US 5277818 A
An albumin preparation having a polymer content of not more than 3% by weight based on the serum albumin content and an α1 -AGP content of not more than a detectable limit based on the serum albumin content, which is prepared by removing a polymer-forming factor from an albumin aqueous solution by, for example, ion exchange separation or affinity chromatography, and subjecting the solution to a heat treatment.
1. A process for preparing an albumin preparation, which comprises subjecting a serum albumin aqueous solution to ion exchange separation using an anion exchanger, wherein said anion exchange separation is carried out at a pH ranging from 5.1 to 5.5, for removing a polymer-forming factor present in the solution and then subjecting the solution to a heat treatment sufficient to inactivate virus.
2. A process as claimed in claim 1, wherein proteins having an isoelectric point lower than that of albumin are removed.
3. A process as claimed in claim 1, wherein said anion exchange separation is carried out at a pH 5.1.
This is a continuation of application Ser. No. 07/742,548, filed Aug. 8, 1991, which is in turn a continuation of application Ser. No. 07/429,873, filed Oct. 31, 1989, both now abandoned.
This invention relates to an albumin preparation and a process for preparing the same. More particularly, it relates to a serum albumin preparation having a reduced content of agglomerates and a reduced content of contaminating proteins and to a process for preparing the same.
Serum albumin is present in blood plasma in a proportion higher than any other plasma protein and functions to maintain an osmotic pressure or to carry nutrients, metabolites, etc. as a combination therewith in blood.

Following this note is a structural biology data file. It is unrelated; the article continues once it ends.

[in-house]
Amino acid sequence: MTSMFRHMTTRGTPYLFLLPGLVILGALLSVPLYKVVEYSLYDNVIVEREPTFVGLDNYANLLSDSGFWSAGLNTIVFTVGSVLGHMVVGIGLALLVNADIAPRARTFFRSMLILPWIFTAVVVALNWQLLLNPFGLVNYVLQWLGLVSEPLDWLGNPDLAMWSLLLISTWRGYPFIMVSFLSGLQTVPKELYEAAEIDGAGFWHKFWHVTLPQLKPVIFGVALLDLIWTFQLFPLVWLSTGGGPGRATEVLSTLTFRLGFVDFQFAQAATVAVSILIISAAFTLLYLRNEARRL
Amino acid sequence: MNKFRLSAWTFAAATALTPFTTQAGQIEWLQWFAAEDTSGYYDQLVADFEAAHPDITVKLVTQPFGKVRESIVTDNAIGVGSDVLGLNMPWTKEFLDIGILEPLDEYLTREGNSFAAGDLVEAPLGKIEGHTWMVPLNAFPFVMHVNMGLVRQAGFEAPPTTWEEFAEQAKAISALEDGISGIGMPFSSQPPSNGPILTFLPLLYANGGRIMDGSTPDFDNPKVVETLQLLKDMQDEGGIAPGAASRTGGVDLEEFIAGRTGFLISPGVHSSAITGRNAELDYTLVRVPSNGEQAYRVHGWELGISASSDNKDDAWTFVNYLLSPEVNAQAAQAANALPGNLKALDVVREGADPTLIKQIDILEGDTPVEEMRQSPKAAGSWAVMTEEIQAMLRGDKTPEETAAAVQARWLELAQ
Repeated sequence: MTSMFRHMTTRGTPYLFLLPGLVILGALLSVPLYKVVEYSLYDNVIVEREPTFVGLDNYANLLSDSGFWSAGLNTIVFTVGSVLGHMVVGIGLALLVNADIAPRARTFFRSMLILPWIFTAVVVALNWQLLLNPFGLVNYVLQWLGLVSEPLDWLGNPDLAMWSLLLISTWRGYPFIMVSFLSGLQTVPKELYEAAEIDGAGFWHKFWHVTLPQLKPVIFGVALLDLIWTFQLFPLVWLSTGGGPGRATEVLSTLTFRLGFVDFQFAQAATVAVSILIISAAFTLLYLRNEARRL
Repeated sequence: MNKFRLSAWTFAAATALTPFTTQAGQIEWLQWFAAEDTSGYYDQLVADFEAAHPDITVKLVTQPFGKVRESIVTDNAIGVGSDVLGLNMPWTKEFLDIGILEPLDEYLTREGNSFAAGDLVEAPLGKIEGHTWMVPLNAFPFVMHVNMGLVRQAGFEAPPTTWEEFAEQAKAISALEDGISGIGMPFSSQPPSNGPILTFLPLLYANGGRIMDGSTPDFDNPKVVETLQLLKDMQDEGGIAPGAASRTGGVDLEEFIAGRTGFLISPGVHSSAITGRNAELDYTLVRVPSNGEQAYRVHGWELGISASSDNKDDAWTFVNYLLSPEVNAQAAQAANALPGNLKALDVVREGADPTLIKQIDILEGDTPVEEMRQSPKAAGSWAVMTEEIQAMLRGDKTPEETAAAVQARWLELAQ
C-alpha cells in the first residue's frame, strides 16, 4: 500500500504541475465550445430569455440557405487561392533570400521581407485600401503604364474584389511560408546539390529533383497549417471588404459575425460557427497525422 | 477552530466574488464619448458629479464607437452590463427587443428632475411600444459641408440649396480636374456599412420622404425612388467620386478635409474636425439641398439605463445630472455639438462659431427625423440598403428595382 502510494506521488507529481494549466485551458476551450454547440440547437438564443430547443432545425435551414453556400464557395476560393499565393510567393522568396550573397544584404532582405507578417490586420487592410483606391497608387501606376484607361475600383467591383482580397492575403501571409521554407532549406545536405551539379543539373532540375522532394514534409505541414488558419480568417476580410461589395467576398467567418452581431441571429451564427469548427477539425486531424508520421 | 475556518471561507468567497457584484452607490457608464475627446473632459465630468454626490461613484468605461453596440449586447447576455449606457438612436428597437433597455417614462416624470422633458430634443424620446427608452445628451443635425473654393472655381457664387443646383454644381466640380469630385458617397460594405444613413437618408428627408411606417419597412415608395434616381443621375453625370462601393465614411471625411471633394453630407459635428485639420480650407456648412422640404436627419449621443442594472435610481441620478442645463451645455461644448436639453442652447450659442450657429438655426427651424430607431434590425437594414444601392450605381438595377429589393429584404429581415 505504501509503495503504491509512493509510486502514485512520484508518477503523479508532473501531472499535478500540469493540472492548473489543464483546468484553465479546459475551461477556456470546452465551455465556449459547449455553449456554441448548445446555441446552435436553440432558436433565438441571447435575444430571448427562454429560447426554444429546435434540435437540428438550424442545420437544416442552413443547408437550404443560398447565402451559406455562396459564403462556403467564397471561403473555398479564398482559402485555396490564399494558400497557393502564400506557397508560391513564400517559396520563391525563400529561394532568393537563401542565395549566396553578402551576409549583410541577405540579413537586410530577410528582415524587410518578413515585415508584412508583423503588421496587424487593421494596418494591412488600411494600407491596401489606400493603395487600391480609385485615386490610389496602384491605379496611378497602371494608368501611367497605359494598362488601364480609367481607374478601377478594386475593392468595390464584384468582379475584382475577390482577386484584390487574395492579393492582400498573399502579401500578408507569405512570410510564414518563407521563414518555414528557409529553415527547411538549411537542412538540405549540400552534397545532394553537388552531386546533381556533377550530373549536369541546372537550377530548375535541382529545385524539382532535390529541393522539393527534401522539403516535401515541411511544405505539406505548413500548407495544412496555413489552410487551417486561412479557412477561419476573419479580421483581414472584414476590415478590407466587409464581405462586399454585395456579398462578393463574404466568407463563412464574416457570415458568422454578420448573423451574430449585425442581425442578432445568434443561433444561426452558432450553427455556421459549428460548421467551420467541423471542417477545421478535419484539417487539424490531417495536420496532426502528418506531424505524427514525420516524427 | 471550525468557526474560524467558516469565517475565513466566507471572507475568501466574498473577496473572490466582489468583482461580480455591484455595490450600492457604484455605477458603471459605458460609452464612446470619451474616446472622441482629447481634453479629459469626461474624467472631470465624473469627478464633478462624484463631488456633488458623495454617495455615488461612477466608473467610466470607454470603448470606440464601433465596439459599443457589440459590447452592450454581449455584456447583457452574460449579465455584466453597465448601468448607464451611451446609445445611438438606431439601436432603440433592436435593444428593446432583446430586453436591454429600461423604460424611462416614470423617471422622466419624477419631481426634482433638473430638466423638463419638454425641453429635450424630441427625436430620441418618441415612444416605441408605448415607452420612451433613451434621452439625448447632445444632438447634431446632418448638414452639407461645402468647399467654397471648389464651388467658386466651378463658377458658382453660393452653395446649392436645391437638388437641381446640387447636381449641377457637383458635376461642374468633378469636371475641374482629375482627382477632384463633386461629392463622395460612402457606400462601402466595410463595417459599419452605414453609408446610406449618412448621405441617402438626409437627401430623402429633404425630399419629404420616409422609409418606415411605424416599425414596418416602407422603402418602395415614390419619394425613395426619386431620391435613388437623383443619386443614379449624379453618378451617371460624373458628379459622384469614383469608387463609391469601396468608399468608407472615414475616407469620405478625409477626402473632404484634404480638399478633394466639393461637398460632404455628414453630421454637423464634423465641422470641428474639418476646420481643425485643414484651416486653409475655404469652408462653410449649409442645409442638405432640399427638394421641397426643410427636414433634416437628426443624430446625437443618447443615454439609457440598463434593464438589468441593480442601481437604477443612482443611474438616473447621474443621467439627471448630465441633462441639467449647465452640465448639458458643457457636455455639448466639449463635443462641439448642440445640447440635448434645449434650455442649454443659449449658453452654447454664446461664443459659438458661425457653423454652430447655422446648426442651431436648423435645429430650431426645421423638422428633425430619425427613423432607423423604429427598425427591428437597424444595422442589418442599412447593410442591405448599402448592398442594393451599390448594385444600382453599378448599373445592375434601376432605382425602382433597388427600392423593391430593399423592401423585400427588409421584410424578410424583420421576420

Preparations containing serum albumin are used in the treatment of hypoalbuminemia, hemorrhagic shock, etc. caused by albumin depletion or reduction of albumin biosynthesis. To deactivate viruses which may be incorporated into the albumin preparations, a heat treatment of an albumin-containing aqueous solution is generally carried out. It is known that commercially available albumin preparations obtained from the thus treated albumin aqueous solution contain agglomerates (hereinafter referred to as polymers as such agglomerates are commonly called) which have been formed during preparation. From the fact that no substantial polymers are found before the above-described heat treatment, it is believed that heat-labile proteins are partially denatured by the heat treatment to form polymers. Considering that the commercially available albumin preparations have been widely used with safety, these polymers are not regarded particularly harmful to human bodies. However, it is desired that the preparations contain no polymers because the polymers are heat denaturation products.
Further, albumin preparations also contain α1 -acid glycoprotein (hereinafter referred to as α1 -AGP), having an immunosuppressive activity, as an impurity. α1 -AGP is a protein somewhat similar to albumin in physicochemical properties and, therefore, it is difficult to efficiently separate α1 -AGP from albumin by commonly employed means, such as fractionation. Hence, there is a fear that usual albumin preparations contain residual α1 -AGP having an immunosuppressive activity, and it is desired to remove α1 -AGP from the preparations to the extent possible.
An object of this invention is to provide an albumin preparation having a reduced polymer content and a reduced α1 -AGP content.
Another object of this invention is to provide a process for preparing the above-described albumin preparation.
As a result of extensive investigations, the inventors have found that formation of polymers is attributed to a polymer-forming factor (agglomerate-forming factor) present in albumin and that the polymer-forming factor is heat-labile contaminating proteins mainly comprising haptoglobin. It has also been found that an albumin preparation having reduced content of not only polymers but also of α1 -AGP can be obtained, even if a heat treatment is carried out, by removing the polymer-forming factor from albumin. The present invention has been completed based on these findings.
That is, the present invention relates to an albumin preparation having a polymer content of not more than 3% by weight based on the serum albumin content and an α1 -AGP content of not more than a detectable limit based on the serum albumin content, preferably not more that 4 mg/dl based on the albumin preparation.